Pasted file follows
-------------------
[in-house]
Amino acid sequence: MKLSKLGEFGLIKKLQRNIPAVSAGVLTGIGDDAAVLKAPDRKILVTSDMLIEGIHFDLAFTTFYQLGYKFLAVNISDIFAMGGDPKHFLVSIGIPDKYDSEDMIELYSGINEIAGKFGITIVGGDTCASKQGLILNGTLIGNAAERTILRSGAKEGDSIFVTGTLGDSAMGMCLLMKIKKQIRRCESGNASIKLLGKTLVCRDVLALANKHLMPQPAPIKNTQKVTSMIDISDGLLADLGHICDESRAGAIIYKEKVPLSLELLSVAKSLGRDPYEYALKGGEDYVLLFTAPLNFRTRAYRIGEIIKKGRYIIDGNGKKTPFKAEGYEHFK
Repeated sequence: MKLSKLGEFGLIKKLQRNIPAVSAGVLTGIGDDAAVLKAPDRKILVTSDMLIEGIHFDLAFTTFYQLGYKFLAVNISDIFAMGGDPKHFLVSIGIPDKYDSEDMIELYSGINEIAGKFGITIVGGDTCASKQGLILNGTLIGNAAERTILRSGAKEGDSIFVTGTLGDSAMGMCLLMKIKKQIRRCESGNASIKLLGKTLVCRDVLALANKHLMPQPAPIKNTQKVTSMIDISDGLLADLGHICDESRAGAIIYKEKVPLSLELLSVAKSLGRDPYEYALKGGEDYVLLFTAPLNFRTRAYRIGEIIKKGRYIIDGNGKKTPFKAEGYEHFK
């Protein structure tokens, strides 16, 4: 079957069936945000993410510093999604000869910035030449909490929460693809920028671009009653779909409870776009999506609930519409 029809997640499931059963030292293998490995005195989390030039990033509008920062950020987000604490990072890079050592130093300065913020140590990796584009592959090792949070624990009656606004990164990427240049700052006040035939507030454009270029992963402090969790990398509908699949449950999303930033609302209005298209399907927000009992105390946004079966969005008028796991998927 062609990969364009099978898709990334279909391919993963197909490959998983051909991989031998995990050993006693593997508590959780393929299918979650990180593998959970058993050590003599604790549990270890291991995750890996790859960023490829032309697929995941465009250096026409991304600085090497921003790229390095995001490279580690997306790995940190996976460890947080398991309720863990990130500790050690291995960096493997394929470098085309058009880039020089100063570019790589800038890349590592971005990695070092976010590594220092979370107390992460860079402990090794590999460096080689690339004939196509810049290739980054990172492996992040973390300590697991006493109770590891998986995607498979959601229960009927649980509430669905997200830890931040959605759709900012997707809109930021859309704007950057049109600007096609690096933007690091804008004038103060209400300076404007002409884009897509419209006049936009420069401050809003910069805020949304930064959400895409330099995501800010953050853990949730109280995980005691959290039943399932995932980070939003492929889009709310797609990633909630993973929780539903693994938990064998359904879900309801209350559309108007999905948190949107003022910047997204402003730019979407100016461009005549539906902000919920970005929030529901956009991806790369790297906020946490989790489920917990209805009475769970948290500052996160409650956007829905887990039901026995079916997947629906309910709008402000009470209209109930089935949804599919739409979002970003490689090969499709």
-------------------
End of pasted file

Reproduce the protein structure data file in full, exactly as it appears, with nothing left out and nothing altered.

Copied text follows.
[in-house]
Amino acid sequence: MKLSKLGEFGLIKKLQRNIPAVSAGVLTGIGDDAAVLKAPDRKILVTSDMLIEGIHFDLAFTTFYQLGYKFLAVNISDIFAMGGDPKHFLVSIGIPDKYDSEDMIELYSGINEIAGKFGITIVGGDTCASKQGLILNGTLIGNAAERTILRSGAKEGDSIFVTGTLGDSAMGMCLLMKIKKQIRRCESGNASIKLLGKTLVCRDVLALANKHLMPQPAPIKNTQKVTSMIDISDGLLADLGHICDESRAGAIIYKEKVPLSLELLSVAKSLGRDPYEYALKGGEDYVLLFTAPLNFRTRAYRIGEIIKKGRYIIDGNGKKTPFKAEGYEHFK
Repeated sequence: MKLSKLGEFGLIKKLQRNIPAVSAGVLTGIGDDAAVLKAPDRKILVTSDMLIEGIHFDLAFTTFYQLGYKFLAVNISDIFAMGGDPKHFLVSIGIPDKYDSEDMIELYSGINEIAGKFGITIVGGDTCASKQGLILNGTLIGNAAERTILRSGAKEGDSIFVTGTLGDSAMGMCLLMKIKKQIRRCESGNASIKLLGKTLVCRDVLALANKHLMPQPAPIKNTQKVTSMIDISDGLLADLGHICDESRAGAIIYKEKVPLSLELLSVAKSLGRDPYEYALKGGEDYVLLFTAPLNFRTRAYRIGEIIKKGRYIIDGNGKKTPFKAEGYEHFK
């Protein structure tokens, strides 16, 4: 079957069936945000993410510093999604000869910035030449909490929460693809920028671009009653779909409870776009999506609930519409 029809997640499931059963030292293998490995005195989390030039990033509008920062950020987000604490990072890079050592130093300065913020140590990796584009592959090792949070624990009656606004990164990427240049700052006040035939507030454009270029992963402090969790990398509908699949449950999303930033609302209005298209399907927000009992105390946004079966969005008028796991998927 062609990969364009099978898709990334279909391919993963197909490959998983051909991989031998995990050993006693593997508590959780393929299918979650990180593998959970058993050590003599604790549990270890291991995750890996790859960023490829032309697929995941465009250096026409991304600085090497921003790229390095995001490279580690997306790995940190996976460890947080398991309720863990990130500790050690291995960096493997394929470098085309058009880039020089100063570019790589800038890349590592971005990695070092976010590594220092979370107390992460860079402990090794590999460096080689690339004939196509810049290739980054990172492996992040973390300590697991006493109770590891998986995607498979959601229960009927649980509430669905997200830890931040959605759709900012997707809109930021859309704007950057049109600007096609690096933007690091804008004038103060209400300076404007002409884009897509419209006049936009420069401050809003910069805020949304930064959400895409330099995501800010953050853990949730109280995980005691959290039943399932995932980070939003492929889009709310797609990633909630993973929780539903693994938990064998359904879900309801209350559309108007999905948190949107003022910047997204402003730019979407100016461009005549539906902000919920970005929030529901956009991806790369790297906020946490989790489920917990209805009475769970948290500052996160409650956007829905887990039901026995079916997947629906309910709008402000009470209209109930089935949804599919739409979002970003490689090969499709």